UK - A proliferation of institutional debt funds will target different parts of the real estate financing market in the UK, delegates at a Henderson Global Investors event heard this morning.

But the ability of real estate debt funds to operate as long-term sources of real estate finance was also questioned, given their closed-ended, finite-life structures.

John Feeney, head of real estate debt at Henderson, told an audience at the fund manager's London offices that a more diverse range of debt funds, targeting different levels of return, asset quality and leverage would emerge in the UK.

He placed existing debt funds into two camps: "established mezzanine" funds that have targeted 12%-plus returns at a relatively high loan-to-value (LTV) range, and "distressed debt" funds that have sought to buy at a significant discount to net asset value.

A new generation of real estate debt funds would include "core mezzanine" funds, targeting 8-12% returns via higher quality assets at more conservative LTVs compared to their predecessors.

Feeney also predicted the rise of what he termed "core senior" funds, targeting 4-6% returns via high quality assets at low LTVs. A third category, which he coined as "funky senior", would cover funds employing lower leverage than mezzanine funds but engaging with lower quality assets in a bid to generate higher returns than core senior strategies.

Henderson is raising capital for two debt funds and Feeney made it clear they would be targeting the core mezzanine and core senior categories, respectively.

Hans Vrensen, global head of research at DTZ, said he expected to see a drift away from prime assets among alternative lenders in a bid to generate slightly higher returns, citing recent insurer-backed financing deals in alternative sectors such as student accommodation.

Vrensen, whose firm has been predicting - and attempting to quantify - the growing role of non-bank real estate lenders, said alternative lenders should act quickly and "boldly" before the market becomes more competitive.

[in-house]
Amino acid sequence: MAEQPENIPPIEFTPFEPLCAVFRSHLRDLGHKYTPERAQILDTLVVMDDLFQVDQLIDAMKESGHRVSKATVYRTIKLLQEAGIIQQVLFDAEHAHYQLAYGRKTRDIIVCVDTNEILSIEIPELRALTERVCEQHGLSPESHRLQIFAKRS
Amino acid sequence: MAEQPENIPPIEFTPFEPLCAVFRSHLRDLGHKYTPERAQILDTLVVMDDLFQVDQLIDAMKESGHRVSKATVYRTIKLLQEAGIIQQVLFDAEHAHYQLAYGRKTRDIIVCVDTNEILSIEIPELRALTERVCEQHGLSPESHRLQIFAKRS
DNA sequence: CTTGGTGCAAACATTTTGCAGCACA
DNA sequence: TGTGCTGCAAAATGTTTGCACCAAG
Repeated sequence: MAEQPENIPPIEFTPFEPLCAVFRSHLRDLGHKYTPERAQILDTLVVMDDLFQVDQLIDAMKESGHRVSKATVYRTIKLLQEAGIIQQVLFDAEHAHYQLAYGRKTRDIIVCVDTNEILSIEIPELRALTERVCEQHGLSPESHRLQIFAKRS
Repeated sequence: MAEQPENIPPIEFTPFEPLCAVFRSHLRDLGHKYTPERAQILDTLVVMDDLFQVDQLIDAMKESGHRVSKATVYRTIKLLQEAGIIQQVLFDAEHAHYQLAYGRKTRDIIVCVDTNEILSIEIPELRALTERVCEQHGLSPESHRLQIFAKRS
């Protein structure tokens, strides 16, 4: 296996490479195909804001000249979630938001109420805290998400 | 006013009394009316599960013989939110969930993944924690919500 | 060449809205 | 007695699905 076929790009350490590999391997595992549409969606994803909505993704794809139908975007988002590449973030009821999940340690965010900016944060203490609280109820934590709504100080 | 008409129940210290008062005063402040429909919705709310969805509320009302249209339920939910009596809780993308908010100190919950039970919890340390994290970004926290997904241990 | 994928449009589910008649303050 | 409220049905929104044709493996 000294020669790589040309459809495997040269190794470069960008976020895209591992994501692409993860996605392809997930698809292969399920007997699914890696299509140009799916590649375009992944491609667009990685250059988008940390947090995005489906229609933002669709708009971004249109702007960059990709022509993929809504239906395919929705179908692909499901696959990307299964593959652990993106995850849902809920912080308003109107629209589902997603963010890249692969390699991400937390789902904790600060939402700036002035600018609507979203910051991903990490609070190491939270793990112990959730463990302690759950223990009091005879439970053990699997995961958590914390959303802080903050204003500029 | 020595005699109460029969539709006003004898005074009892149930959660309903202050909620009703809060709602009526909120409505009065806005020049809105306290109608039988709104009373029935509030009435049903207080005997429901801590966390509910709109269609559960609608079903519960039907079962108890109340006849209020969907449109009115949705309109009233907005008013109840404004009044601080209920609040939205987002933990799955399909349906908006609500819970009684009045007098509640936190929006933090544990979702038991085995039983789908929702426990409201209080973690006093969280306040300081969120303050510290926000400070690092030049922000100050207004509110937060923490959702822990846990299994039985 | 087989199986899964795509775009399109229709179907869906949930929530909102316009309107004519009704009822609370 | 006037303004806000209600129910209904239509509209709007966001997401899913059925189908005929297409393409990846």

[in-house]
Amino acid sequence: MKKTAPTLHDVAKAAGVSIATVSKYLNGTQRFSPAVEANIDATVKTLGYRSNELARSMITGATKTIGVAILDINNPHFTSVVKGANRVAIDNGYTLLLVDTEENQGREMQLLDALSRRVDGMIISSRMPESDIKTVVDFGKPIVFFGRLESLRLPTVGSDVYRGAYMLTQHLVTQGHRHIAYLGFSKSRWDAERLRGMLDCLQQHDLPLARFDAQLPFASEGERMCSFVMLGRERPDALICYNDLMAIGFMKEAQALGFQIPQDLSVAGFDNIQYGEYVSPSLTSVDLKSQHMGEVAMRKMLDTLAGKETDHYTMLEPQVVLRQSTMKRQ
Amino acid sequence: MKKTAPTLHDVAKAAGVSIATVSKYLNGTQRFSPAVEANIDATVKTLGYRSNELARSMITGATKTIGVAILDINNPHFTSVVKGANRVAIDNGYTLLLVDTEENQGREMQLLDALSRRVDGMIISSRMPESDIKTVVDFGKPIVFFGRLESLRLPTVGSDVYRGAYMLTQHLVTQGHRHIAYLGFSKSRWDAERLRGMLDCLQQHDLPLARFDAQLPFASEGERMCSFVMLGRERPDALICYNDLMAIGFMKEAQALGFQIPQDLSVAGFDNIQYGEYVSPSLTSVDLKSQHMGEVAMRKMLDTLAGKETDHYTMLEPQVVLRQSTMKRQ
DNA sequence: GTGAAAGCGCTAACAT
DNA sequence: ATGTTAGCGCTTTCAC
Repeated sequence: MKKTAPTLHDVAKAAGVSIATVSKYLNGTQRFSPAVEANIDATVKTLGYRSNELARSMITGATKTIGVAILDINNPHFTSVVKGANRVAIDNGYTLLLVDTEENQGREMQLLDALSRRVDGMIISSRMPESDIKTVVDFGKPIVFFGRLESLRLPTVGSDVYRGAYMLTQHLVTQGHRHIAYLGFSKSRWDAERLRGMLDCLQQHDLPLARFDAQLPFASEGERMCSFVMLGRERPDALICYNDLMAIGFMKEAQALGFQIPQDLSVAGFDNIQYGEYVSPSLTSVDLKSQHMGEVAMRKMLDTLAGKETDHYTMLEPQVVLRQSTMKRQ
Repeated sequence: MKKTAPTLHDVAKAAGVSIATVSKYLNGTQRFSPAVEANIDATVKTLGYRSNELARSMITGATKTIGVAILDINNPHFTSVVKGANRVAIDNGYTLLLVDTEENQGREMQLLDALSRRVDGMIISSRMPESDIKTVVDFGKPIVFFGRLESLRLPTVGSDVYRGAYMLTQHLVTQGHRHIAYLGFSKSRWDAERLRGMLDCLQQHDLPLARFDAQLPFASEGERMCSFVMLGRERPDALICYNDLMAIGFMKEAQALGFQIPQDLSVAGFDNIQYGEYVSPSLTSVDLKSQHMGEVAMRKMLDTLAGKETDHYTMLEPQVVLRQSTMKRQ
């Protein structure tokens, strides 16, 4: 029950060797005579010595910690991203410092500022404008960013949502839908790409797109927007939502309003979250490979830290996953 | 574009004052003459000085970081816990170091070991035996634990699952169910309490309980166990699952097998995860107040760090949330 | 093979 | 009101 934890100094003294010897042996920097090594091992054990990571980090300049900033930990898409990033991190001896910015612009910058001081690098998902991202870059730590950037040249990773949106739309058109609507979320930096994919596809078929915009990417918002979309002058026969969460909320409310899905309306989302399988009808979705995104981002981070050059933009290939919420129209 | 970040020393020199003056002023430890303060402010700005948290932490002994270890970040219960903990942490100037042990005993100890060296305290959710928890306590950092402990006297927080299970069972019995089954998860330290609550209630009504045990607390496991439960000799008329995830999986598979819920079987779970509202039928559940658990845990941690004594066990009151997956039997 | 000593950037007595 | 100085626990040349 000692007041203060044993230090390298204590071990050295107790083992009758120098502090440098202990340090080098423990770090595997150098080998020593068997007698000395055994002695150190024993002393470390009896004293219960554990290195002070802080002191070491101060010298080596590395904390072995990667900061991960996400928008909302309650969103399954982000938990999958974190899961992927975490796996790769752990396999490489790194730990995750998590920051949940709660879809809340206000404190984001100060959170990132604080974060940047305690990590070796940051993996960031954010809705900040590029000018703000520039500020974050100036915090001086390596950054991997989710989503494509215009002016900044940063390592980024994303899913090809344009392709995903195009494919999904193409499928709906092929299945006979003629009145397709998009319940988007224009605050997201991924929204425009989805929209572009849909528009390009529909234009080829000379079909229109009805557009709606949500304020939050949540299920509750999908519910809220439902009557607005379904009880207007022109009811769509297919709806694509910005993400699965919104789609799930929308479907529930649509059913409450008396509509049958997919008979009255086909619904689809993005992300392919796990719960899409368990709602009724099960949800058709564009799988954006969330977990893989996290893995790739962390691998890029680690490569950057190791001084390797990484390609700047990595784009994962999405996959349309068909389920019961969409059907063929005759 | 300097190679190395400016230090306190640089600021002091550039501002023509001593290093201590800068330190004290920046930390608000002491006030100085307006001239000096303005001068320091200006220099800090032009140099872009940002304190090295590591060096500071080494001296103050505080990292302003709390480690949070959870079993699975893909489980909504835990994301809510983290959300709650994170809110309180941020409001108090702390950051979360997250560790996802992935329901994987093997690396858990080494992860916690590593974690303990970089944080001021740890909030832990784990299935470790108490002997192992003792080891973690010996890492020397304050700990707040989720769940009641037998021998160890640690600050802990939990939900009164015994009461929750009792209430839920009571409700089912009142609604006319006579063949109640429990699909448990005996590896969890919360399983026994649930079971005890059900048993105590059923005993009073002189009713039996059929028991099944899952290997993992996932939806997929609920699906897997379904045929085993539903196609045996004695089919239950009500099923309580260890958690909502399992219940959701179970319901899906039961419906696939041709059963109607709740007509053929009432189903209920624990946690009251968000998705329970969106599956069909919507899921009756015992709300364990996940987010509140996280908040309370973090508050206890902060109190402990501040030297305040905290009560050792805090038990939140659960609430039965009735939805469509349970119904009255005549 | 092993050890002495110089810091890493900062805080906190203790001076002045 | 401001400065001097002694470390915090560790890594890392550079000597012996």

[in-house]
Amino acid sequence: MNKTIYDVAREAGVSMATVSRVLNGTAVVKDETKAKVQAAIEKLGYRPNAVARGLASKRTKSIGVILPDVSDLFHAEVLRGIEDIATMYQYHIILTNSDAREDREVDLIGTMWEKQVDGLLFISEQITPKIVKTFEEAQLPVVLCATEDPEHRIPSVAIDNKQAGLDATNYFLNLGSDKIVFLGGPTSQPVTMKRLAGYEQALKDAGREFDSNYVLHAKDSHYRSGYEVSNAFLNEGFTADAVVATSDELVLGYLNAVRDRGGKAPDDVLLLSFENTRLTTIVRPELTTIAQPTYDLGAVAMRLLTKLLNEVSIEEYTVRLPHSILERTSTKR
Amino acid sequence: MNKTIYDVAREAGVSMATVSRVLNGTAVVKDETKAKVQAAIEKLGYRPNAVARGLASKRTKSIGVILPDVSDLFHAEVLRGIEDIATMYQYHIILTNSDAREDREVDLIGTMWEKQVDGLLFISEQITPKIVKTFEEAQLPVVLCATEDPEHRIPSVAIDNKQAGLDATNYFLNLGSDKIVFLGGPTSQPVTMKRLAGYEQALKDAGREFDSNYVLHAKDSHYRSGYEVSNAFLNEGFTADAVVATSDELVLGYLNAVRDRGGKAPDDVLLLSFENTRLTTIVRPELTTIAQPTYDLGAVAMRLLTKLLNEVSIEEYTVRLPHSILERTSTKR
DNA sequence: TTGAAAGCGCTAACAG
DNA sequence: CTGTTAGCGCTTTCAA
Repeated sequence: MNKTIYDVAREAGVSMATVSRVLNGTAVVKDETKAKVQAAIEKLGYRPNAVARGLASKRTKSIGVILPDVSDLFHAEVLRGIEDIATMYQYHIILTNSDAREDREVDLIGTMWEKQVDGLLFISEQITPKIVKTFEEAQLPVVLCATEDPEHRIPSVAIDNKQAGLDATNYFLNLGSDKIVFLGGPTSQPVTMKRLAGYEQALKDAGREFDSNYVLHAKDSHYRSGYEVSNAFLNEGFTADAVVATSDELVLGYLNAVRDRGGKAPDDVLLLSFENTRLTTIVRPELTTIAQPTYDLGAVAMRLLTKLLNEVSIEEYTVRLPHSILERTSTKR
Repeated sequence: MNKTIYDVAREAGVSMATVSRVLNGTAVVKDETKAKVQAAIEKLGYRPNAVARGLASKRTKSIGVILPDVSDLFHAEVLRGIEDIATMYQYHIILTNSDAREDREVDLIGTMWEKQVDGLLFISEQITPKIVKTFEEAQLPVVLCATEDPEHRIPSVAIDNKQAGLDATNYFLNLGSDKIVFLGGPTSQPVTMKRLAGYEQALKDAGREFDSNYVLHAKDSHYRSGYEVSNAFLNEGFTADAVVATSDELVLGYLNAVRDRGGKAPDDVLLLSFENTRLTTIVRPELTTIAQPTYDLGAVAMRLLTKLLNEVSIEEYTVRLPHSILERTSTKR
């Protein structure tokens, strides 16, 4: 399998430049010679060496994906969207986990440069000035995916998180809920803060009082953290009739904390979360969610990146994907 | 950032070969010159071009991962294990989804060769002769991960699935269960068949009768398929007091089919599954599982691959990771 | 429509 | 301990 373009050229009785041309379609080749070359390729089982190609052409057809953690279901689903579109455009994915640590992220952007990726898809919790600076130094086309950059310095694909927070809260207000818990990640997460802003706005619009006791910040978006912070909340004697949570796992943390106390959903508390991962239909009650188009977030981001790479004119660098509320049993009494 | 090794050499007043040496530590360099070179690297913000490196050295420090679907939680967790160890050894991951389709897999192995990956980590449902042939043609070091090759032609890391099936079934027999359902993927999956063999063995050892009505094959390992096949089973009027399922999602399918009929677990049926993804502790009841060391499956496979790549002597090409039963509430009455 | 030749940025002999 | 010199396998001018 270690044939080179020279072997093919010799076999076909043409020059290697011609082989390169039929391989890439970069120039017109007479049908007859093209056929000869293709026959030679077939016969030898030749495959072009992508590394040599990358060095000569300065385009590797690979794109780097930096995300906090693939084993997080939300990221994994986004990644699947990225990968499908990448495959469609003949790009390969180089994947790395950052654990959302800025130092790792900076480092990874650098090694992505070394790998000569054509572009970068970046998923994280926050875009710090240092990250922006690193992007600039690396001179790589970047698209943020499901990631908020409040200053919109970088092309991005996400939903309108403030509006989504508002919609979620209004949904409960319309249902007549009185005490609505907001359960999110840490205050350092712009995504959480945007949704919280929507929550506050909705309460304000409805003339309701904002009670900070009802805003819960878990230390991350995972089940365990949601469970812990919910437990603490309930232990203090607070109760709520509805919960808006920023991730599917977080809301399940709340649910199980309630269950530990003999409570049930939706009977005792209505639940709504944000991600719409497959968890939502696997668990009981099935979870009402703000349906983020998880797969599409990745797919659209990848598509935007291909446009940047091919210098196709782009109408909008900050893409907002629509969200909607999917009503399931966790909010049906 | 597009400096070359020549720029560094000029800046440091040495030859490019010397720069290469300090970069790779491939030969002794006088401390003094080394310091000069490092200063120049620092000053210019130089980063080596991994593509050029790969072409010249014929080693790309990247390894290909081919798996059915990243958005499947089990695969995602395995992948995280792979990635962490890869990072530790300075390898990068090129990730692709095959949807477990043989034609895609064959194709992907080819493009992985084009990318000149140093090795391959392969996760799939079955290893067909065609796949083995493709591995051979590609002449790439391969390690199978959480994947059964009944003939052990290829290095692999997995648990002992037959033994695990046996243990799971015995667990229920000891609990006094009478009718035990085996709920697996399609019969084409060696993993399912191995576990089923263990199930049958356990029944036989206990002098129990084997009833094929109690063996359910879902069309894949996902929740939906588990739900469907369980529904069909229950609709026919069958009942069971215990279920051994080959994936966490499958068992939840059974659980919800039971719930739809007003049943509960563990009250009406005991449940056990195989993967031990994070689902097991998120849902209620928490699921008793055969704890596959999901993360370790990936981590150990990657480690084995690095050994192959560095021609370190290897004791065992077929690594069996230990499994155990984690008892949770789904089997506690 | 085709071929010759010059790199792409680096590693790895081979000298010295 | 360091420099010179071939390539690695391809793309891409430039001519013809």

But Feeney said a key risk for Henderson's lending platform was the ability of assets to be refinanced at maturity, pointing to a lack of "visibility" on some alternative sector assets.

Henderson's senior debt fund will have a seven-year life and will therefore be unable to make loans of greater duration than seven years during an initial two-year investment period.

The question of how debt funds can operate in the real estate lending market when they must adhere to finite lifetime periods was raised by a number of audience members, including William Newsom, UK head of valuation at Savills.

When asked, Andreas Wuermeling, managing director at Deutsche Pfandbriefbank, said borrowers might have concerns about the "sustainability" of lenders subject to finite, closed-ended structures, although he said the UK market was probably best suited to accommodate them.

Feeney stressed that Henderson saw real estate lending as a long-term venture and would raise follow-up funds targeting different parts of the market.

DTZ predicts that Europe will see $75bn in new non-bank lending over the next two years and Vrensen said the speed with whcih this was developing was confounding many people's expectations.

He said these new sources of capital could effectively offset the reduced lending capacity of traditional lenders as a result of new regulatory burdens.